The most stable people in prison
The most stable people in prison
R. L. has spent thirty years in prison for a crime committed at age 19. During his correspondence with Venerable Chodron, he once said that the men who were in prison for murder tended to be some of the most likeable people. Surprised, she asked him to explain. This is his response.
As things go, yes indeed, people who have committed murder usually do represent the most stable and likeable segment of the prison population. I realize how unlikely that sounds, but it is usually true. With the exception of those who obviously enjoyed what they did—and the number of them is remarkably small—most incarcerated people serving prison sentences for murder are first-time offenders that committed a “crime of passion,” and are extremely unlikely to repeat—any offense—if released. Within the prison population, they are generally the quietest, most stable, and peaceful. They are not usually the source of problems common to most prison environments.
I suppose, by virtue of the nature of their offense, they are usually considered “dangerous,” “threatening,” and a host of other adjectives. Actually, the opposite is often the case. And it is these long-term offenders serving sentences for murder that usually participate in virtually every beneficial and productive program available. Of course, as with virtually anyone or anything, there are exceptions. This is as true with those convicted of murder in prison as with anything else. There are those that relish what they have done, for whatever reason, and plan to continue those kinds of activities if ever released. Personally, I believe it has something to do with a mental disorder, but whatever the cause, most of us are aware of those that enjoy inflicting pain and misery on others, and the vast majority of people avoid them. They are a kind of sick breed unto themselves. They are like the cruel little children that pull the wings off beautiful butterflies and skip off laughing and giggling at their atrocity. These people represent a very small minority within the prison population.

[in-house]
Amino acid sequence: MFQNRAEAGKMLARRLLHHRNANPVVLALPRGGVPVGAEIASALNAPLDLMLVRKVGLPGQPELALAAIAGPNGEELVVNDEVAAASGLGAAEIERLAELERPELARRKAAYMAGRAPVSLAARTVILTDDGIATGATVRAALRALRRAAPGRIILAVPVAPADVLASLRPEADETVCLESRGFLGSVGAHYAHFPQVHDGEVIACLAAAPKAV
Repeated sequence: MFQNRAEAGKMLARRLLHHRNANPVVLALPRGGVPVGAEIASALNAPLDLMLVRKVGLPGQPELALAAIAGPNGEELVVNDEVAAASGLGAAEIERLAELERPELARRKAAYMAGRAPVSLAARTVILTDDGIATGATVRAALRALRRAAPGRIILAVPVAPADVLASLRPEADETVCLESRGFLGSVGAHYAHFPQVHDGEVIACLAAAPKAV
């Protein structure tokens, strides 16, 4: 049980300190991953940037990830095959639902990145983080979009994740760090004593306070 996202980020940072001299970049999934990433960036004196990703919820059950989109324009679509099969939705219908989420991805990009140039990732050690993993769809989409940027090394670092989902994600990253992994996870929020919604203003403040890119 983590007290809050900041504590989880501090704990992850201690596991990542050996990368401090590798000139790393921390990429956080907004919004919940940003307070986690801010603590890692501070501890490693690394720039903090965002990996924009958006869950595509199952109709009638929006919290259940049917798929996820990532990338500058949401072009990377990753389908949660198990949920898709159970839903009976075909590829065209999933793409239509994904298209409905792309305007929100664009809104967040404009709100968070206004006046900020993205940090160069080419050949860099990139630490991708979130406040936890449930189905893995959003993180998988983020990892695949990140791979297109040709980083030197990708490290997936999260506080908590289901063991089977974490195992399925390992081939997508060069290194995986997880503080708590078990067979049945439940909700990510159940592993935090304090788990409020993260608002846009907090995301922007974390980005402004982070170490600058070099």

Most of those convicted of murder also spend such lengthy periods of time within a prison setting that they become known to everyone. We usually become known for our stability and our peaceful demeanor. When those of us that have served a long time behind concrete and steel do get released, we are virtually guaranteed to succeed—basically, we have had more than our fill of prison.
Other individuals, however, do not fare so well, either inside or outside of prison. Those convicted of lesser crimes tend to be untrustworthy; they steal from other incarcerated people and staff if possible; they cheat and lie, etc. That kind of behavior inside prison usually creates tensions and other problems. That sort of behavior is continued after release as well, and they usually become recidivists.
Prison, obviously, is a very strange place, with all its own rules of conduct, appropriate behavior, etc., and is often difficult to describe to someone that hasn’t shared the horrible experience. It’s far stranger than most people can even begin to imagine. Every extreme is represented, and those extremes are taken to the extreme. There is a kind of intensity extant in prison like no place else in the world; every moment is like one’s last, and causes behavior that can only be described as hopeless-to-dangerous. There are stories I could relate to you … then again, probably not, let’s simply say that if I had to be locked in a dark room with a bunch of incarcerated people, I’d prefer it to be a bunch of killers rather than thieves and rapists!
Venerable Thubten Chodron: I found what R.L. wrote interesting.
It made me remember an event several months ago when I gave a Dharma talk to the Buddhist group at San Quentin Prison in California. Afterwards, I spoke with the group, one of the men who told me that most of the guys in Buddhist group were lifers, usually for murder. He said that because they knew they’d spend their life in prison, they weren’t waiting for something else better or more exciting to happen and thus were making the best life they could for themselves in prison. For many this meant spiritual practice, because that was what brought meaning to their lives. It also helped them work with the difficult conditions they encountered in prison. He said the guys who were in for a shorter time, due to less severe crimes, were usually much angrier at being locked up. They constantly thought about the future, thinking what they would do when they got out and planning for future pleasure or future revenge. It would make sense that these people would cause more conflict with others while in prison.
Venerable Thubten Chodron
Venerable Chodron emphasizes the practical application of Buddha’s teachings in our daily lives and is especially skilled at explaining them in ways easily understood and practiced by Westerners. She is well known for her warm, humorous, and lucid teachings. She was ordained as a Buddhist nun in 1977 by Kyabje Ling Rinpoche in Dharamsala, India, and in 1986 she received bhikshuni (full) ordination in Taiwan. Read her full bio.